LOS ANGELES (CBSLA) – Call it the “Fauci Effect.” Medical schools across the country are experiencing an 18 percent surge in applications, according to a report by the Association of American Medical College.

Admissions officers attribute the unprecedented rise to noted epidemiologist Anthony Fauci, director of the National Institute of Allergy and Infectious Diseases, and other health care professionals combating the surging COVID-19 pandemic.

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It’s “very flattering,” Fauci told NPR. “Probably a more realistic assessment is that, rather than the Fauci Effect, it’s the effect of a physician who is trying to and hopefully succeeding in having an important impact on an individual’s health, as well as on global health. So if it works to get more young individuals into medical school, go ahead and use my name. Be my guest.”

In California, applications have jumped 50 percent at Stanford University School of Medicine, NPR reports, 38 percent at UC Davis School of Medicine in Sacramento and 35 percent at the California Northstate University College of Medicine in Elk Grove, the Sacramento Bee reports.

At the University of Minnesota Medical School, applications are up 40 percent at the Twin Cities campus and a whopping 77 percent at the Duluth campus.

“All of the many issues related to the pandemic have motivated young people to make decisions about their career and commit to applying to medical school,” UMN Medical School Associate Dean for Admissions Dimple Patel tells CBS Minnesota.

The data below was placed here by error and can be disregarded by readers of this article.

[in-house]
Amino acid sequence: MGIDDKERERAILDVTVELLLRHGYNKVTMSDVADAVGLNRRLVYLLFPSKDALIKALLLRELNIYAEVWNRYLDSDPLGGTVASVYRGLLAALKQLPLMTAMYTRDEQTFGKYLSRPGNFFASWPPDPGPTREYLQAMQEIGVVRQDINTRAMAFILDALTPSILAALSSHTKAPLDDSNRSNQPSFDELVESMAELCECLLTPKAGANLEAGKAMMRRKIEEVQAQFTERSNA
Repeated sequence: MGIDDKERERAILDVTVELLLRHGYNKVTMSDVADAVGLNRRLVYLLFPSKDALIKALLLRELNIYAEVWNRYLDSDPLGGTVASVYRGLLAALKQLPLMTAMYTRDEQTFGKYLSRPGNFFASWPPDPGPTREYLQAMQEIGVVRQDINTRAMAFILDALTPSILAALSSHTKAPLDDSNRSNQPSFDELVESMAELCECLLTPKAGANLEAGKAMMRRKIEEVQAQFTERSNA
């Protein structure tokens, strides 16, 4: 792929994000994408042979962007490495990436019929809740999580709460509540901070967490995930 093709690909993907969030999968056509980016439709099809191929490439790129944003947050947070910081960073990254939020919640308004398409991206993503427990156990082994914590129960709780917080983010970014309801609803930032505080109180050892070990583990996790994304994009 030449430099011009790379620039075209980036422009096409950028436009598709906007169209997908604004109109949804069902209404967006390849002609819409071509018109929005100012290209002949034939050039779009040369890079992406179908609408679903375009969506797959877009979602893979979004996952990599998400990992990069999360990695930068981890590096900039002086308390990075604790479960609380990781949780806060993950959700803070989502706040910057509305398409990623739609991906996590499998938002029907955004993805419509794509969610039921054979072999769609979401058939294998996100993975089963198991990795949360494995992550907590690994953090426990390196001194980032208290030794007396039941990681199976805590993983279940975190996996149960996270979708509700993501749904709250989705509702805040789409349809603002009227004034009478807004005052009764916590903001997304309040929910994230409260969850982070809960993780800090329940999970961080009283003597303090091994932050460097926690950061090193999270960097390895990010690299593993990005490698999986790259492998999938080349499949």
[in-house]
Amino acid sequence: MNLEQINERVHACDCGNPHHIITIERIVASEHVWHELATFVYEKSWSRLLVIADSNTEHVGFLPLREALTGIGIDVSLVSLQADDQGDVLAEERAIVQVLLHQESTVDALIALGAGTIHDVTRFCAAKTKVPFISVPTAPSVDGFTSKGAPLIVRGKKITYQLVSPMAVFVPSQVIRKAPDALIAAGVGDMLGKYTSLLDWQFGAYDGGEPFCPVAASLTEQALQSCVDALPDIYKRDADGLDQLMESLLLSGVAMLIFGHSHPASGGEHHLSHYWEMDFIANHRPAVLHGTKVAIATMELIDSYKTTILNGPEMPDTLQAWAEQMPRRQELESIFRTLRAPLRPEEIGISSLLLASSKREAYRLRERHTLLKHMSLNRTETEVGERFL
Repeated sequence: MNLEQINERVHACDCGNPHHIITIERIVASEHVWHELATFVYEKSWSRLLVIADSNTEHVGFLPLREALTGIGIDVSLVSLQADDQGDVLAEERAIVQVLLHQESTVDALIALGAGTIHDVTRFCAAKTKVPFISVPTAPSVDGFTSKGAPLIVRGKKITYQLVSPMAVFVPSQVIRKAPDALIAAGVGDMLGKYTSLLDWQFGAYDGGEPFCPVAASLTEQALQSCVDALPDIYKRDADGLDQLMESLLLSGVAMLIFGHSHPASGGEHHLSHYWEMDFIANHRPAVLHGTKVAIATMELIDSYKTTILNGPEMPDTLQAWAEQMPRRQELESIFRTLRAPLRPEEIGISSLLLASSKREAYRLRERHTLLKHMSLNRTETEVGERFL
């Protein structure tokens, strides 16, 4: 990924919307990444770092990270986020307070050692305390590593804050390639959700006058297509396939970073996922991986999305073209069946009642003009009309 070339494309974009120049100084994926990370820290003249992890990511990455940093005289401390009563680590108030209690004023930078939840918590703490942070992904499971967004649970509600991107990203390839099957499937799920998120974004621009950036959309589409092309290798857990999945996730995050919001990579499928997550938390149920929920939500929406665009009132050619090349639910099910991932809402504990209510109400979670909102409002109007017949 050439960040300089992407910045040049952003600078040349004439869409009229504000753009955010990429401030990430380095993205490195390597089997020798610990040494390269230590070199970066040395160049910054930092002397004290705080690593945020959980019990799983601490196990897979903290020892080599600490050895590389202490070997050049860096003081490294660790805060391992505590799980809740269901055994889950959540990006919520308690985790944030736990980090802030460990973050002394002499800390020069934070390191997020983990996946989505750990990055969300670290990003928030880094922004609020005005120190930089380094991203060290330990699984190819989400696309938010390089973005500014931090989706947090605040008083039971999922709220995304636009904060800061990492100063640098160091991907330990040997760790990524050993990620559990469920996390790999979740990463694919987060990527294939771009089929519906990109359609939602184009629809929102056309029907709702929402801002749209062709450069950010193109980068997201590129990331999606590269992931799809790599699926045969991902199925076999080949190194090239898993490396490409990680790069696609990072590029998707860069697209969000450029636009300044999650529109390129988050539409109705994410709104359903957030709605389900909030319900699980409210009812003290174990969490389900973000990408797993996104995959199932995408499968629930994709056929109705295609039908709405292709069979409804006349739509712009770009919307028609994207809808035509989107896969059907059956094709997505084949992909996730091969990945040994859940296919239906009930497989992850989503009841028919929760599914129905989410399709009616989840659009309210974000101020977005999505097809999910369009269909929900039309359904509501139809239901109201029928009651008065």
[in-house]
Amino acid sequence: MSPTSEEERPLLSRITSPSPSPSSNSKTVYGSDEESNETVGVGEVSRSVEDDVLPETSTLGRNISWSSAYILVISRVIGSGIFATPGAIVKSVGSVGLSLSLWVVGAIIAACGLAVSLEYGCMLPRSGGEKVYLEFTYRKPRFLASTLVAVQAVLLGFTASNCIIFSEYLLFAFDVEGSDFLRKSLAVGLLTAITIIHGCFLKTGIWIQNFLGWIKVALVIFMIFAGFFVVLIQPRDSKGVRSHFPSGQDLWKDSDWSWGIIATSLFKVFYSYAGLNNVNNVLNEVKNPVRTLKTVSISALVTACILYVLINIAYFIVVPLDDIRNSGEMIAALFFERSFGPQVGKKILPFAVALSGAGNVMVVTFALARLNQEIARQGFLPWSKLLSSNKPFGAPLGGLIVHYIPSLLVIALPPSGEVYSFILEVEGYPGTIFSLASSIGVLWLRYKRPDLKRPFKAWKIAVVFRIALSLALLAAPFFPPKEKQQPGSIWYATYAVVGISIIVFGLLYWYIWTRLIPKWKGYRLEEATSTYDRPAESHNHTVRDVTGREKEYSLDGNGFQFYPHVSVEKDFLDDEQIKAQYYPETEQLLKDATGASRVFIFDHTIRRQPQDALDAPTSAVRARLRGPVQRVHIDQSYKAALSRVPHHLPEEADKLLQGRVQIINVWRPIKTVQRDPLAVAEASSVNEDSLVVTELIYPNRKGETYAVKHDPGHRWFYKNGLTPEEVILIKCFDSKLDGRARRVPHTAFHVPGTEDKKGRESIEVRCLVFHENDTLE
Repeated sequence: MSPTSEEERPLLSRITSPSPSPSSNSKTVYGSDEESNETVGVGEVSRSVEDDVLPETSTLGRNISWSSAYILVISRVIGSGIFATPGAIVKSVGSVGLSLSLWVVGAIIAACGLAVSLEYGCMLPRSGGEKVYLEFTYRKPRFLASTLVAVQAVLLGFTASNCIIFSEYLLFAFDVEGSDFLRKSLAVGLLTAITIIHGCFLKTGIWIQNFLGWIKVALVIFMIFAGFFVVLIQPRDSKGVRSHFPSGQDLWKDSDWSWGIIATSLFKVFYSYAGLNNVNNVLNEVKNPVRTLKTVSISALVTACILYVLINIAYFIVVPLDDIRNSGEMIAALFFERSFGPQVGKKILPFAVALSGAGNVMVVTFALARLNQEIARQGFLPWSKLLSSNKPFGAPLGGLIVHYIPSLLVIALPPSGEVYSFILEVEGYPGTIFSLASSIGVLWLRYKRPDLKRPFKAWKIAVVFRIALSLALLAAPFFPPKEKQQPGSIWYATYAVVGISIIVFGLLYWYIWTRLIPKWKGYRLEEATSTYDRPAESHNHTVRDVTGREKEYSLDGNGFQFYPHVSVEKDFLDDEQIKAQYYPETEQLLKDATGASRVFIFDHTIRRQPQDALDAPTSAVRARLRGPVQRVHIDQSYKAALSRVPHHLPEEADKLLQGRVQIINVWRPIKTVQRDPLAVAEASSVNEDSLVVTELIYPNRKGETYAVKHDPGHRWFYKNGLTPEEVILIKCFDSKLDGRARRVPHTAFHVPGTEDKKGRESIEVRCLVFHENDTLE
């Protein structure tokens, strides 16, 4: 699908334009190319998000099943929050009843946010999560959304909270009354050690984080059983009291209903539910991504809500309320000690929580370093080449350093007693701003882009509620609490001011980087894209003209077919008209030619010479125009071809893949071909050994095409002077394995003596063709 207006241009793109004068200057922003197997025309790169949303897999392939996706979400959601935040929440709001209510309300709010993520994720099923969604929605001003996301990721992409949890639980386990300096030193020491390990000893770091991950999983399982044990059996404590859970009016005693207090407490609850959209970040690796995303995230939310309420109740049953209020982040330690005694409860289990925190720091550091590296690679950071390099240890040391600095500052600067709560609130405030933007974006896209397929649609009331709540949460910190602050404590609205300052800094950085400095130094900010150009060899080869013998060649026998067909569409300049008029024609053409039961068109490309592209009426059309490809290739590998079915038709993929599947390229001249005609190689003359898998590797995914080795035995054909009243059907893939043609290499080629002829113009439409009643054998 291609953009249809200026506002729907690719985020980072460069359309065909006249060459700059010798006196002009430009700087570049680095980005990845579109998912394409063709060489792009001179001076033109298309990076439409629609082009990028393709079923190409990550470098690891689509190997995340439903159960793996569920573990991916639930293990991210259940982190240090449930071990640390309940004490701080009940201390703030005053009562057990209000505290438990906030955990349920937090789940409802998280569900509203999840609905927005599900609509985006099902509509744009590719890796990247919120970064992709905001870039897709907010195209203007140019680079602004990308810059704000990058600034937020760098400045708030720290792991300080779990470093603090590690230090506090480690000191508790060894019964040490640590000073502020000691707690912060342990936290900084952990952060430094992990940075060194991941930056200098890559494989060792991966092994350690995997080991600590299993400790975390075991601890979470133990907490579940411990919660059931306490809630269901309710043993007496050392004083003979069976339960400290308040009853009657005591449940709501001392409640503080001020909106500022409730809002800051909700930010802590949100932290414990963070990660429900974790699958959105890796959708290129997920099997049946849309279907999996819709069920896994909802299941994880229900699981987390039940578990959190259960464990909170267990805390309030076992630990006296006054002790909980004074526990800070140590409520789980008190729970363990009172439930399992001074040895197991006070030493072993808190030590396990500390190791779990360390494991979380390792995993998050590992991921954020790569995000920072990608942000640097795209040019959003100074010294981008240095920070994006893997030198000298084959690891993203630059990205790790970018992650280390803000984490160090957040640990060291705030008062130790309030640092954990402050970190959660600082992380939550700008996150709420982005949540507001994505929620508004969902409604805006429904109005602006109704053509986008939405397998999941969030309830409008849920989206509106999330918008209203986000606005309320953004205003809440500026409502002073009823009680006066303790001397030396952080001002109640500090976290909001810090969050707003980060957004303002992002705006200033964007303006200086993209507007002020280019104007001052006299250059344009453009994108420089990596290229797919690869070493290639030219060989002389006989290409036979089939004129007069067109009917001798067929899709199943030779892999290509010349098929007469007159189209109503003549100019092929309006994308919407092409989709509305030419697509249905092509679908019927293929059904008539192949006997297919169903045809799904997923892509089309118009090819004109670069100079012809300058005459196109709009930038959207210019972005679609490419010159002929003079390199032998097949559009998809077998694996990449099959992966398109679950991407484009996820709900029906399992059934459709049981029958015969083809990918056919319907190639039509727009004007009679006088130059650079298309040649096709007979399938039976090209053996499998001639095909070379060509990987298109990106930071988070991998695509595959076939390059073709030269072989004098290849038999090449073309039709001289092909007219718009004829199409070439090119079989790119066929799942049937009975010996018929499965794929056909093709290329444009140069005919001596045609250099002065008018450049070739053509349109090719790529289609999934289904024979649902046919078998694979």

Patel says she sees the pandemic and issues of health equity and social justice mentioned in application essays she reads. She also says a tough job market can lead to more people seeking out post-grad opportunities.

Rahi Patel (no relation to Dimple Patel), a University of Minnesota junior on a pre-med track, says everything that’s happened this year has only cemented her feelings about applying next summer.

“You see on the TV the healthcare workers and it’s obviously really taking a toll, but I think it also just underscores how important they are and the impact that they have,” Rahi Patel said. “I’ve always wanted to be a part of that.”

Even though it could mean more competition for Rahi Patel when she eventually applies, she says it’s great more people want to pursue medicine.

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“The demand is going to go up and we’ve seen the need for healthcare workers now,” she said.